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Environmental change exposes beneficial epistatic interactions in a catalytic RNA


Hayden, Eric; Wagner, Andreas (2012). Environmental change exposes beneficial epistatic interactions in a catalytic RNA. Proceedings of the Royal Society of London, Series B: Biological Sciences, 279(1742):3418-3425.

Abstract

Natural selection drives populations of individuals towards local peaks in a fitness landscape. These peaks are created by the interactions between individual mutations. Fitness landscapes may change as an environment changes. In a previous contribution, we discovered a variant of the Azoarcus group I ribozyme that represents a local peak in the RNA fitness landscape. The genotype at this peak is distinguished from the wild-type by four point mutations. We here report ribozyme fitness data derived from constructing all possible combinations of these point mutations. We find that these mutations interact epistatically. Importantly, we show that these epistatic interactions change qualitatively in the three different environments that we studied. We find examples where the relative fitness of a ribozyme can change from neutral or negative in one environment, to positive in another. We also show that the fitness effect of a specific GC–AU base pair switch is dependent on both the environment and the genetic context. Moreover, the mutations that we study improve activity at the cost of decreased structural stability. Environmental change is ubiquitous in nature. Our results suggest that such change can facilitate adaptive evolution by exposing new peaks of a fitness landscape. They highlight a prominent role for genotype–environment interactions in doing so.

Abstract

Natural selection drives populations of individuals towards local peaks in a fitness landscape. These peaks are created by the interactions between individual mutations. Fitness landscapes may change as an environment changes. In a previous contribution, we discovered a variant of the Azoarcus group I ribozyme that represents a local peak in the RNA fitness landscape. The genotype at this peak is distinguished from the wild-type by four point mutations. We here report ribozyme fitness data derived from constructing all possible combinations of these point mutations. We find that these mutations interact epistatically. Importantly, we show that these epistatic interactions change qualitatively in the three different environments that we studied. We find examples where the relative fitness of a ribozyme can change from neutral or negative in one environment, to positive in another. We also show that the fitness effect of a specific GC–AU base pair switch is dependent on both the environment and the genetic context. Moreover, the mutations that we study improve activity at the cost of decreased structural stability. Environmental change is ubiquitous in nature. Our results suggest that such change can facilitate adaptive evolution by exposing new peaks of a fitness landscape. They highlight a prominent role for genotype–environment interactions in doing so.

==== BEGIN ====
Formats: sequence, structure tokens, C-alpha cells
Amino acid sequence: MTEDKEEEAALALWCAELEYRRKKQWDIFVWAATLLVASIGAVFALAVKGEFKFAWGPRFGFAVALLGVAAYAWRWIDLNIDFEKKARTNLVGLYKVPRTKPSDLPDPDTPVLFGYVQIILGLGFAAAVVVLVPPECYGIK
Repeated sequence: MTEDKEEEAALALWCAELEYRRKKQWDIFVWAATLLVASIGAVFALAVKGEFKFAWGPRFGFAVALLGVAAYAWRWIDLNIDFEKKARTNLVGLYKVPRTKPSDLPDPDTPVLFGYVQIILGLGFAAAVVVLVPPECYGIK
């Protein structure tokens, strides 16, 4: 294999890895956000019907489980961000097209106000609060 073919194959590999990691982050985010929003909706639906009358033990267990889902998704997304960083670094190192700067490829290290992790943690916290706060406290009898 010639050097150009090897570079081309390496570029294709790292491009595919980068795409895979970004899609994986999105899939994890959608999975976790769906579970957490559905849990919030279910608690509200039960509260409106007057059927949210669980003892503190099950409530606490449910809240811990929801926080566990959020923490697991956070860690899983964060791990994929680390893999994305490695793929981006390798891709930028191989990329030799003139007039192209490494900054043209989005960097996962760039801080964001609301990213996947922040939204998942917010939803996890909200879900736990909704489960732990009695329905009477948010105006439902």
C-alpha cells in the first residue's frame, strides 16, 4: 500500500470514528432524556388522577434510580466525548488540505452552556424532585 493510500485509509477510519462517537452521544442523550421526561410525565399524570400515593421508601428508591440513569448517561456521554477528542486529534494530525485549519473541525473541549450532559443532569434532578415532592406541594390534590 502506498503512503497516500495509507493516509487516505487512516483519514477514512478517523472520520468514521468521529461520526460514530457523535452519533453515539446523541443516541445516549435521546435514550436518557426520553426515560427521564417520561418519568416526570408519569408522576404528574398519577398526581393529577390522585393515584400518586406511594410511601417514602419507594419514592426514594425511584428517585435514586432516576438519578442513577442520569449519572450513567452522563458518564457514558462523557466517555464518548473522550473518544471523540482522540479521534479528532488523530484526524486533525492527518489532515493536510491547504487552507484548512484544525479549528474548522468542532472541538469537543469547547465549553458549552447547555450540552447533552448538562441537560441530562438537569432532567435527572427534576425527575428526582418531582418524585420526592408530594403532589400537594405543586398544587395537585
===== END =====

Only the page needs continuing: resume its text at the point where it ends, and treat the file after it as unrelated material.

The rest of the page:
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Additional indexing

Item Type:Journal Article, refereed, original work
Communities & Collections:07 Faculty of Science > Institute of Evolutionary Biology and Environmental Studies
Dewey Decimal Classification:570 Life sciences; biology
590 Animals (Zoology)
Language:English
Date:20 June 2012
Deposited On:11 Feb 2013 12:01
Last Modified:26 Jan 2017 08:53
Publisher:Royal Society Publishing
ISSN:0962-8452
Free access at:Publisher DOI. An embargo period may apply.
Publisher DOI:https://doi.org/10.1098/rspb.2012.0956
PubMed ID:22719036

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